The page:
• Subject: Re: Performance solutions - more than one kind exist
  • From: MacWheel99@xxxxxxx
  • Date: Fri, 9 Jul 1999 02:37:28 EDT

Al Mac also visits a popular soap box.

>  Mac are you saying that this is just IBMs way of getting us to upgrade. ?:)

Well I thought it was an interesting piece of news considering the volume of 
folks on BPCS_L who seem to have more than their fair share of performance 
problems associated with BPCS upgrades that supposedly can be helped with a 
faster processor, more disk space, platform upgrade, auto-tuning software 
etc. although in some cases people suggest the need for additional logicals, 
which I presume need to be incorporated into the recompiling of relevant 

We have also encountered the accumulation of deleted records that do not go 
away unless you know the right reorgs to run.  In an earlier thread I cited 
files that had like 100 good records, and tens of thousands of deleted 
records, which doubtless contributed to disk space waste, and inefficient use 
of logicals.

I am a bit annoyed that when I use GO CMDRGZ to reorganize stuff in QSYS that 
was added by V4R3 that have huge deleted volumes, they almost immediately are 
in the same boat, but this pales in comparison to BPCS files that I now need 
to reorganize at least weekly - check out GLD work & JIT backflushing for 

You may have noticed that BPCS has a vast abundance of files - are they all 
used by all installations?  I was recently seeking the best logical to use in 
a new modification & it looked to me, from the descriptions, that IIML12 & 
IIML15 were duplications, so I checked the source code & found that you can't 
go by the SSA description.  I have a suspicion that in the absense of a cross 
index of what is really out there - need a logical for some application - SSA 
adds another that might duplicate what already exists.  It is also very easy 
to copy source code from a similar need & forget to rewrite the text to say 
what the new version is.

Thus a more promising approach, than throwing more hardware at the problem, 
is what Unbeaten Path calls "BPCS Lite" and doubtless other consultants have 
similar services.  Check that out on their web site, under Products &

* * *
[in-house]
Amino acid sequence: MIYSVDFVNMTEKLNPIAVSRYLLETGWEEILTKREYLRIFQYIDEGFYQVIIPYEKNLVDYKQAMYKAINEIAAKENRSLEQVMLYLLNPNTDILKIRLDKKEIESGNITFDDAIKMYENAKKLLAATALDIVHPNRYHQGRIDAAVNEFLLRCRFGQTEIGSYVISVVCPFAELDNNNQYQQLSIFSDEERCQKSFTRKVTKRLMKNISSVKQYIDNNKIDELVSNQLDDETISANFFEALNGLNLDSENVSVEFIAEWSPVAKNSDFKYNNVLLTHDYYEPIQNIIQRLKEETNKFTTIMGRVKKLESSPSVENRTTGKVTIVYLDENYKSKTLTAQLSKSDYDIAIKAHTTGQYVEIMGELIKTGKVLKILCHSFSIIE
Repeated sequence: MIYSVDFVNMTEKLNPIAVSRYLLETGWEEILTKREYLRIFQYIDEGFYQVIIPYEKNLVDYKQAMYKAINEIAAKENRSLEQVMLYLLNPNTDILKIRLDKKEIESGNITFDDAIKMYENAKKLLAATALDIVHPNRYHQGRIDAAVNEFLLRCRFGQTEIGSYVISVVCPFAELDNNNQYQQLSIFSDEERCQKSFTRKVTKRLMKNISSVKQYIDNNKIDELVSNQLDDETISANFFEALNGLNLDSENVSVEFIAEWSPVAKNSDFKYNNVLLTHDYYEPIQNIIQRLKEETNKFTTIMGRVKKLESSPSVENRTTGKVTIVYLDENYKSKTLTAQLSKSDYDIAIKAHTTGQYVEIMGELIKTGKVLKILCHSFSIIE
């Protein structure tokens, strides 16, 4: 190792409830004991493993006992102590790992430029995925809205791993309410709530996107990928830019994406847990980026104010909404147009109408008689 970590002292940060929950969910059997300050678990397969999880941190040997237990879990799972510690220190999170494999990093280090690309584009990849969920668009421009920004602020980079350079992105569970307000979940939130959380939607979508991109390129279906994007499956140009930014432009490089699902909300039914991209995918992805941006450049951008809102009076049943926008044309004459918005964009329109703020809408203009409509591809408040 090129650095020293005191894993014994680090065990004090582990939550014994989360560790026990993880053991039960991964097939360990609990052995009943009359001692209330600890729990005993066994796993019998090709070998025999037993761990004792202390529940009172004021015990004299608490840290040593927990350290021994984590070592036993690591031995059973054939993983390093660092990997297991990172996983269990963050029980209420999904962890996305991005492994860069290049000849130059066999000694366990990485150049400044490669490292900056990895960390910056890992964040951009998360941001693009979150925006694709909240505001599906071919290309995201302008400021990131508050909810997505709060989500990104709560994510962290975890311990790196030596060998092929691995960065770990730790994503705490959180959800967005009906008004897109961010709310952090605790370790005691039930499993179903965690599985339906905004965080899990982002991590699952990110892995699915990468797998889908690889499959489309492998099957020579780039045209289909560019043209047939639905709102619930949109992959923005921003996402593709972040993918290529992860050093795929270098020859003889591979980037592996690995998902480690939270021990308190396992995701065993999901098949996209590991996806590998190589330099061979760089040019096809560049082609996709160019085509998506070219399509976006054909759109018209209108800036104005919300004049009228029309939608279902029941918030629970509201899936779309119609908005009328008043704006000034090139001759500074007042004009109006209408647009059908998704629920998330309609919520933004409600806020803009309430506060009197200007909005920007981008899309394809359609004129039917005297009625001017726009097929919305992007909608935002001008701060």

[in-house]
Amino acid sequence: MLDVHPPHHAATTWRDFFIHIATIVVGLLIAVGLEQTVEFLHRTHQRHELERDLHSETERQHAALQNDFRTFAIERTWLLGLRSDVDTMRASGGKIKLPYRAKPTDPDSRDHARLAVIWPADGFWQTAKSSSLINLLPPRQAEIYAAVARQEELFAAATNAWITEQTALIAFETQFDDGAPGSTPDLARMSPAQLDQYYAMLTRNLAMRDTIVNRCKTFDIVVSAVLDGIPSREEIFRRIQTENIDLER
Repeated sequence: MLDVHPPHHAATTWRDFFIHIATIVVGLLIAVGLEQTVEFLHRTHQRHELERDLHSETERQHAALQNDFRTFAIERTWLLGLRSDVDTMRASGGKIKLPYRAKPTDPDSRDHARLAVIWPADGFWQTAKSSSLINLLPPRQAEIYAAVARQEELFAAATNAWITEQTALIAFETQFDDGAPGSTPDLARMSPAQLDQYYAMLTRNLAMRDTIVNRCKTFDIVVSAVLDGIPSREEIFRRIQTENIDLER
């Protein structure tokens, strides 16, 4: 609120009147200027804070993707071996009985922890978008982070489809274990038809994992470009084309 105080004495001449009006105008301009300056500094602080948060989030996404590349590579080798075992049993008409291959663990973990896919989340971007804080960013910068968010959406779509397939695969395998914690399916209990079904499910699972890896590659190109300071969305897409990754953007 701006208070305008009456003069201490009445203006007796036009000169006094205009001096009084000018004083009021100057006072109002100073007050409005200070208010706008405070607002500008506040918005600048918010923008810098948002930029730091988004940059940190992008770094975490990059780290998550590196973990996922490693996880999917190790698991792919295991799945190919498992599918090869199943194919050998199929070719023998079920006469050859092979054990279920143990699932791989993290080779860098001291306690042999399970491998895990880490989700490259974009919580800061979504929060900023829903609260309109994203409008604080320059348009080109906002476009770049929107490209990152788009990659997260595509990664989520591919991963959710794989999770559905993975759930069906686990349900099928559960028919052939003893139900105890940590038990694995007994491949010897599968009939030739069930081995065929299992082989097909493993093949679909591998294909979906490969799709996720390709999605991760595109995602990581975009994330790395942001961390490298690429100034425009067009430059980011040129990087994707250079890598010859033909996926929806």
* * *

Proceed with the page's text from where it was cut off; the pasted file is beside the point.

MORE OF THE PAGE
Services - Enhancements.


Basically they take inventory of a client's BPCS files, identify the useless 
baggage that does not need to be there, show us what needs to be regularly 
purged & how to do it, and suggests modifications to help the hogs accelerate.

I also understand that regular AS/400 consultants can do similar tuning with 
the standard IBM performance tools - we capture the data, they analyse it, 
for a price.

Now if they could only do it over the ECS line so that we could get fast 
turn-around on their guidance.

> This is only possible way this can be the case is for SQL to be reading the
database so inefficently that <snip>

We recently had occasion to dig into the CST900 code because shop orders 
coded for completion were not going away - turned out that we had done this 
piece of sabotage to ourselves, but sure enough, here is a program that is 
apparently going through a great abundance of records, instead of using a 
logical to filter out the facilities that are not relevant to the current run.

I think the dropping cost of hardware has invited some sloppiness into 
coding.  Something does not need to be coded efficiently if the customer can 
just throw extra hardware at the environment so there is more than adequate 
memory.  This is a PC mentality that has invaded the midrange.  When the cost 
of hardware was astronomical, compared to today's reality, programmers had to 
write tight code to maximize value of that hardware, but now that imperative 
has given way to a desire for fancy features to compete with the other ERP 
providers.  Get it out speedily to market & don't worry about bugs - we can 
always fix them later when the customers do us the service of finding them 
for us.

As/Set steamlines the task of programmers writing creative code, but is it 
any good at writing code that works efficiently?

One of the first manufacturing modifications I had to do several years ago 
was on GMD's multi-location inventory tracking for MAPICS/36, in which when a 
human entered an inventory transaction they had to literally wait several 
minutes before screen returned for next transaction & when I was finished 
re-writing the code, which took me several months, they had subsecond 
response time, on the same hardware.  

The problem was that data could be accessed by location or by item primary & 
the addressing scheme did not support alternate indexes (S/36 version of 
OS/400 logicals) - we had several generic factory locations for 
work-in-progress & the code was reading every record in WIP until it found 
the matching item, which was half our items on the average for every access.  
Logically any given item was in only a small handful of locations, so reading 
item first, then looking for a matching location, reduced number of disk 
reads from thousands to only 2-3, per transaction.

There's all kinds of ways to screw up design.

Al Macintyre
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